When approaching progressive stoner, you have two choices: you can choose to prefer the progressive part of things or the stoner part of things. Which you choose will invariably impact the style of your music; both elements will be present but both elements are also notoriously dominant and so, the one you favor will usually push out the one you don’t. Often, bands choose the latter because it seems to be the meat and bones of things; progressive is a garnish, something to be added afterwards. In that case, the emphasis is on punch and fuzz, with the more melodic or varied passages serving to mostly break up the onslaught of the main thrust of the album. The danger you run in that case is one of repetition; there’s only so much punch a listener can stay open to.
That’s very much the case with Hollow Leg‘s Civilizations. At its base lie extremely powerful vocals, their rounded and hoarse timbre reminding us of the early Clutch days, when Neil Fallon was grumbling and screaming in our ears about the virtues of alcohol, myth, and samurais. This kind of swagger is what lies at the bottom of Civilizations and everything else takes its cue from that; the guitars rely heavily on the low end and churn out the kind of stoner metal riffs we’d expect from a release of this kind. And it’s not half bad either; tracks like “Intro” and “Litmus” channel these vibes very well, the latter one reminding us of Boss Keloid‘s heavier tracks off of their last album. The tones work, the riffs hit deep, and the mood is communicated, spearheaded by the relentless vocals.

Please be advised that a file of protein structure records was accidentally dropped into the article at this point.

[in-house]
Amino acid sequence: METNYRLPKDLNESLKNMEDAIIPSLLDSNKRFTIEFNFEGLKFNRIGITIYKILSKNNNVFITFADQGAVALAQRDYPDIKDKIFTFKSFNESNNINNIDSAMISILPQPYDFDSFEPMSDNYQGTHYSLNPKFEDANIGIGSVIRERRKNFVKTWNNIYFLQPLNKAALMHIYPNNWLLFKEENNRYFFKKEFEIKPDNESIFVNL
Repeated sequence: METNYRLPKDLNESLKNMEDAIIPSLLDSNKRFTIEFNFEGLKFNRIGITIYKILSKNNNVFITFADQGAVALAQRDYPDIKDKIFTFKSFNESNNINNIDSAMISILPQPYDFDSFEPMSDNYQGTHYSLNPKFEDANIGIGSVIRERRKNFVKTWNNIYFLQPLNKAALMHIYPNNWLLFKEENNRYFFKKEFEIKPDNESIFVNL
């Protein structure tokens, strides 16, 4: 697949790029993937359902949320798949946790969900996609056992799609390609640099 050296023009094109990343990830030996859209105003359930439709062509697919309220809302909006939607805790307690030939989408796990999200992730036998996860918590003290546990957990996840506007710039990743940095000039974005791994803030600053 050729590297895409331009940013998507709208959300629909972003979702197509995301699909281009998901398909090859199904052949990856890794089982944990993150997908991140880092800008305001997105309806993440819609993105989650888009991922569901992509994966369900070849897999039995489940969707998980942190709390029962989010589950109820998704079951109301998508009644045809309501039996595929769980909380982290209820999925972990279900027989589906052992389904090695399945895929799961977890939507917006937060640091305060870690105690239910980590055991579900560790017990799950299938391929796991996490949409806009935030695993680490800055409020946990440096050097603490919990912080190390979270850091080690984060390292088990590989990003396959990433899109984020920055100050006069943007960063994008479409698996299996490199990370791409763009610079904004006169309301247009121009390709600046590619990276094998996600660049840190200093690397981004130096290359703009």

But that’s also mostly the only speed which the albums goes at. Aside from some relief, like the excellent and Sahg like duo of “Black Moon” and “Hunter and the Hunted”‘s opening, the album just keeps pummeling you. The progressive side of the equation is present for sure, mostly in some tone choices and the way some of the songs are constructed, but the stoner metal half of it drowns out most of it. Which is a shame because the aforementioned “Black Moon” shows great potential and would have benefited from being a longer track. Some more of those clean and trippy vocals in there could have much needed variety and made the heaviness of Hollow Leg that much heavier by force of contrast.
As it stands though, Civilizations suffers from a single minded dedication to stoner metal that, after a strong opening, quickly flips in its seat and bites the hand which feeds it. Taken in pieces, everything works well; the reliance on the vocals is understandable, since they really are quite good. But when the big picture coalesces, you’re left with an album with a lot of squandered potential. The pieces fit but they grate as they do, giving the album a waddle as it struggles to arrive at its point. Like many great works of art, books, movies and many, many album, Civilizations would have benefited from a firm editorial hand, more decisive questions about its own direction, and a willingness to wonder further afield. All of these would have helped bring out its undeniable potential which, as it stands, doesn’t quite shine through.
Hollow Leg’s Civilizations will see release on January 26th via Argonauta Recrods. You can pre-order it right here.